“Set short standard payment terms – for example, seven days – to ensure you have good cash flow,” advises Spencer Harrison—Shillington Melbourne teacher. “You may need to be flexible for larger clients that have 30 days standard, though.”
“Either way, ensure the due date is very clear on the invoice. Place it large and prominent, near the payment amount.”
If your invoice is not settled on the day it’s due, then don’t hang around. “Send a reminder the day after your invoice is due” advises Spencer.
“Polite pester power is a good way to get paid.”
Make your message short and sweet. “Something like, ‘A friendly reminder that my invoice was due for payment today…’ normally does the trick. But if you get no response, follow up with a phone call and don’t feel embarrassed about asking for the money. You did the work, and you’re entitled to be paid for it!”
Are you still getting blanked? “If you still aren’t getting paid after several polite reminders, you can get firmer,” says Spencer. “For example, you might hold back on sending final artwork or consider a more strongly worded letter from a lawyer.”
When freelance payments are seriously late, it’s sometimes because the client is trying to stiff you or has financial troubles of their own and can’t afford to pay. But the vast majority of the time, that’s not the case. It’s far more likely, especially in large organisations, that your invoice is simply ‘stuck in the system’ and being held up by bureaucracy.
For this reason, it can be hugely helpful to strike up a friendly email relationship with the person in accounts dealing with your invoices.
Don’t go overboard, but should they add little personal details to their emails, such as “I won’t be in on Friday because I’m at a wedding”, then make sure you add a friendly “How was the wedding?” in your next email, and go from there.
You don’t have to become best friends forever, but the human touch can go a long way to resolving seemingly intractable problems.
It might sound ridiculous, but in practice, many freelancers fail to get paid for work because they’ve simply forgotten about it. So it’s vital to keeping track of all your paid and unpaid invoices in an organised and systematic manner, as well as making them easily searchable at a later date.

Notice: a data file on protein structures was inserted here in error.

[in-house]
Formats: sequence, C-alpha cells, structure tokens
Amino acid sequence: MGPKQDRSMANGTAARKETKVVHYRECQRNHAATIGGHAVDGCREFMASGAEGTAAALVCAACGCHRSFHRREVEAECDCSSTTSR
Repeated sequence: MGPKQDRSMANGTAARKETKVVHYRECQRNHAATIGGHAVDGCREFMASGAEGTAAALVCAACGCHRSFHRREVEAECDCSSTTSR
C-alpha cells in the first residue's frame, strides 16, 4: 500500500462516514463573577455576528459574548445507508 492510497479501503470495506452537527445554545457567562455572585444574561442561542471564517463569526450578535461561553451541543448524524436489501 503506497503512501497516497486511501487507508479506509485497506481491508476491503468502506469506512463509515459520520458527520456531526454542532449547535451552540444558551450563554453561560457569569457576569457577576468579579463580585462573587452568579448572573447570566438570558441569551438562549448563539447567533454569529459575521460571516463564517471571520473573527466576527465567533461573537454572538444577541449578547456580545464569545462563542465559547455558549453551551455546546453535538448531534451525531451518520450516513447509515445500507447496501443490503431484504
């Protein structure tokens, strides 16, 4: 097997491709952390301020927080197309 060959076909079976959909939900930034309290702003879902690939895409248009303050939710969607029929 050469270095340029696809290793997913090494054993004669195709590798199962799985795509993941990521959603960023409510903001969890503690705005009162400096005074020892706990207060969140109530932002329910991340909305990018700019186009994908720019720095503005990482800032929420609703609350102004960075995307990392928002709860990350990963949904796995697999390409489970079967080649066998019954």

In short, you need to create a system that works in a way your brain finds easy.
This might, for example, involve filing invoices in a properly named folder in the cloud, dating each invoice, so they’re easy to find, and including the client’s name in the filename: for example, ’21-04-22 Name of Client’.
Spencer recommends you also: “Set up reminders—a week before, and the day the invoice is due, send email reminders that payment is expected. Some tools like Xero and FreeAgent can do this automatically for you.”
Bonnie adds a further suggestion: “Make a habit of doing regular admin. For example, the first of every month could be an accounts day.”
Cashflow problems aren’t just caused by late payments. There’s also that dreaded tax bill, which can instantly drain your bank account and send you into the red.
So once you get paid, don’t forget to always set aside some money for tax. And be aware of exactly how much this needs to be.
For example, if you’re in your first year of freelancing in the UK, you have to save a little extra because the government also taxes you on the income you’re predicted to make the following year.
“I set aside 30% of every invoice for tax,” says Spencer. “And I put it in a separate bank account that I can’t access easily, so I don’t spend it!”
Although the advice we’ve shared will get you a long way, there will be specific considerations relating to your sector, country and region that are beyond the scope of this article.
For this reason, Bonnie recommends you:
“Find a good accountant and ask them all your questions! There are creative/freelance-specific accountants who know some great tips and tricks to lodge your specific return.”
“If you find a really good one, they are often there for advice all year round, not just at tax time.”
Cathy agrees. “Taxes can be really hard, but if you invest in an accountant, you won’t be missing anything. An accountant is also great if you’re not a numbers person: leave it up to someone who knows what they’re doing!”
Artwork by #ShilloMEL Teacher Kim Melvin
Hope this will help you on your way to getting paid promptly and properly. Want to know more about a career in graphic design? Check out our Ultimate Graphic Design Career Guide and some amazing tips for updating your graphic design portfolio. Not a graphic designer yet? We can help with that too! Learn more about studying graphic design at Shillington and become a graphic designer in three months full-time or nine months part-time.